By Neal Colgrass
First, force the British to endure food shortages—then make them eat exploding candy bars. That was at least part of the Nazi plan to destroy Britain during World War II, according to drawings of German weapons recently seen for the first time, the Smithsonian reports.
Among the drawings: a bomb hidden in a motor-oil can and a mess tin of bangers and mash that also held a bomb, per the BBC.
Then there’s the chocolate bar (viewable in this tweet), which was designed to detonate seven seconds after the chocolate was broken. The Nazis reportedly hoped to assassinate Winston Churchill with such a bar by placing it amid items going into the War Cabinet’s dining room, according to a letter discovered in 2009, the Telegraph reported three years ago.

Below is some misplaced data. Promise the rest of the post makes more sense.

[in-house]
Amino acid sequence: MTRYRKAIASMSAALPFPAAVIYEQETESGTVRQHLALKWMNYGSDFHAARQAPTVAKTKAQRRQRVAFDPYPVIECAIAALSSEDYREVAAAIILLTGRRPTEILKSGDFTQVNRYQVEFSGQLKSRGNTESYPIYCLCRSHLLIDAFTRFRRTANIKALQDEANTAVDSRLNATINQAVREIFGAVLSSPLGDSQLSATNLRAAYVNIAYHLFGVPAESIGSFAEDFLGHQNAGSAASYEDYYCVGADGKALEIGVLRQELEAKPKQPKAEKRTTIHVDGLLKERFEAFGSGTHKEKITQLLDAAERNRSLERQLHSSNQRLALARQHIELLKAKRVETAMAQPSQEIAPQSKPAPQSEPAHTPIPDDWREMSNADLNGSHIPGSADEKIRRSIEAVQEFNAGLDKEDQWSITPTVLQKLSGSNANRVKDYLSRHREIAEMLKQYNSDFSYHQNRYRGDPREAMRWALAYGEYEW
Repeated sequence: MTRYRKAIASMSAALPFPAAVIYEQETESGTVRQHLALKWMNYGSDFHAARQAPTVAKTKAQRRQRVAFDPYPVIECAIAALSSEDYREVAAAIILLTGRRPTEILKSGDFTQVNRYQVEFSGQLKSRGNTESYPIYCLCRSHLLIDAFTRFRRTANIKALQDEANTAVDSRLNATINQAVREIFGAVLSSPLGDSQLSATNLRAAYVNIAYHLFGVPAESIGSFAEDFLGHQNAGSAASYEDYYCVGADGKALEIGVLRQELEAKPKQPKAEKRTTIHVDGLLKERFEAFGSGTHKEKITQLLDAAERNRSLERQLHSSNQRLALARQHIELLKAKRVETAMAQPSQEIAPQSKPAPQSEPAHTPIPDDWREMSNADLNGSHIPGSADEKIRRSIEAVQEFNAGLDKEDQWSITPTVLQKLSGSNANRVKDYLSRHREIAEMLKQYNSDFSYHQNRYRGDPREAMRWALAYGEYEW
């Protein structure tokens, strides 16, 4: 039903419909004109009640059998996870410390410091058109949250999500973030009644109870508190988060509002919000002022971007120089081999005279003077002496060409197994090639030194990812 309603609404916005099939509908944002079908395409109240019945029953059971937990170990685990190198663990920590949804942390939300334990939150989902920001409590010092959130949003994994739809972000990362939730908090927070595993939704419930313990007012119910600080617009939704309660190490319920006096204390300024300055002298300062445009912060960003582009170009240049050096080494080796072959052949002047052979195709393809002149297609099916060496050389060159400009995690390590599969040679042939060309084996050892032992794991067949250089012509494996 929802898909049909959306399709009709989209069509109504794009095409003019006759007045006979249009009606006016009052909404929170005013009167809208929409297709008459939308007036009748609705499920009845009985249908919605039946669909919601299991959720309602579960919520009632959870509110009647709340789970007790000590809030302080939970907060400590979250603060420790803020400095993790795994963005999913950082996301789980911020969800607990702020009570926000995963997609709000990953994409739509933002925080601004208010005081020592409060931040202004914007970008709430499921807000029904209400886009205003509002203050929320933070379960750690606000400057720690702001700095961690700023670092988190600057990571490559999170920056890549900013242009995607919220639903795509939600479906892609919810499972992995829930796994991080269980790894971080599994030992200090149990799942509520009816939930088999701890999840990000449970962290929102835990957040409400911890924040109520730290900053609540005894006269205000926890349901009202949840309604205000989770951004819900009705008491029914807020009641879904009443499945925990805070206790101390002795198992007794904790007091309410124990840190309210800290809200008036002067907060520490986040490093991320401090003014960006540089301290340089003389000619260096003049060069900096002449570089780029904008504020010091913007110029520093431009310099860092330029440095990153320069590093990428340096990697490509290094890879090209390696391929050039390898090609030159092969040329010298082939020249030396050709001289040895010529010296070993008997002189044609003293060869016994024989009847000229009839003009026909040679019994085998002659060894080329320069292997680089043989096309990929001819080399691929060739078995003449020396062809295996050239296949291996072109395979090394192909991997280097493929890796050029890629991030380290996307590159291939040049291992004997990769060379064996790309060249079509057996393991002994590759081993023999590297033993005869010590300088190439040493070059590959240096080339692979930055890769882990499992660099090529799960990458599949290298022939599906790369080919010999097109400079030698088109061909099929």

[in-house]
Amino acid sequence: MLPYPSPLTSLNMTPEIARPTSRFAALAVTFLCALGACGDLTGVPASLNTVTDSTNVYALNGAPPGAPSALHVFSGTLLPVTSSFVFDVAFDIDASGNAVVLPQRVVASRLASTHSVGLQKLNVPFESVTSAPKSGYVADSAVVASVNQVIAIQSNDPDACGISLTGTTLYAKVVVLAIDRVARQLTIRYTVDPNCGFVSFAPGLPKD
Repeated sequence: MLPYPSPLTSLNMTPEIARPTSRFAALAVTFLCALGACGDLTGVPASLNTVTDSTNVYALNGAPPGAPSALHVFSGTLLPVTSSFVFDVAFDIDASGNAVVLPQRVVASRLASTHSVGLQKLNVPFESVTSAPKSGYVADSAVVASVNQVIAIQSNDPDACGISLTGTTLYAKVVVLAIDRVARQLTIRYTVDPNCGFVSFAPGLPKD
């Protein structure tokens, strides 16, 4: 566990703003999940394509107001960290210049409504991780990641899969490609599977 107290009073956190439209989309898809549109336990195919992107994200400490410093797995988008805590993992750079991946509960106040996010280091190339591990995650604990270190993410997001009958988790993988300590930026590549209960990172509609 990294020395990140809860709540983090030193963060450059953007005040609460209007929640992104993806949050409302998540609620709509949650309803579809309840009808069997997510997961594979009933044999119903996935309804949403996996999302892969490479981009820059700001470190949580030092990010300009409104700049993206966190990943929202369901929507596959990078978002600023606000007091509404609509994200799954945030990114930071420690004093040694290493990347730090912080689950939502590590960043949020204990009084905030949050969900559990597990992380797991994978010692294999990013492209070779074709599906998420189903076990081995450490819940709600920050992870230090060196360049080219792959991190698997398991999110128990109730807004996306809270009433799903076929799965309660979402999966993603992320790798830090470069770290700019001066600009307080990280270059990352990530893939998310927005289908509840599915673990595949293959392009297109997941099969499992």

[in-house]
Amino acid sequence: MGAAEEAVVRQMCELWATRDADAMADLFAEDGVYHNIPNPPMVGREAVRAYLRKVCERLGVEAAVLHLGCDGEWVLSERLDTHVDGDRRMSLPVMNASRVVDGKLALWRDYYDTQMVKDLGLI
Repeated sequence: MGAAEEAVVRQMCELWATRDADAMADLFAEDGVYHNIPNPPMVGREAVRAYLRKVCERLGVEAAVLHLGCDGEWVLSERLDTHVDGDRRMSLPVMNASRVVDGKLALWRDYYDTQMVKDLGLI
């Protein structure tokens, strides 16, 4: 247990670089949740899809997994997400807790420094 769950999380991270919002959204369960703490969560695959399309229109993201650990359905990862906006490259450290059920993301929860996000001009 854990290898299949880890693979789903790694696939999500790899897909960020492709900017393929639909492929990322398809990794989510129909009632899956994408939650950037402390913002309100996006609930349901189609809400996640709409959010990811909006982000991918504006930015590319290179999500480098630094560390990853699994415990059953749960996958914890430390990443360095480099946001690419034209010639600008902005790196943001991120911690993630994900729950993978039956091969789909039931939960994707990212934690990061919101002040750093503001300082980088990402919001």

That 1943 letter was written by Lord Rothschild to artist Laurence Fish, who also made the drawings of various Nazi booby-traps. Rothschild—”a larger-than-life character, a scientist and self-appointed expert on many things,” the BBC says—was also one third of MI5’s counter-espionage unit, along with his secretary (and future wife) and police inspector Donald Fish.
Rothschild wanted someone to draw the devices he was finding—in order to create a sort of manual for any Brits who might encounter them—and Fish recommended his son, Laurence, a self-taught draughtsman, the Gloucestershire Echo reports.
Long thought lost, the drawings turned up in the home of Rothschild’s daughter a few weeks ago. (This author claims Nazi soldiers were high on crystal meth.)
This article originally appeared on Newser: Nazis Turned Candy Bars Into Secret Weapon
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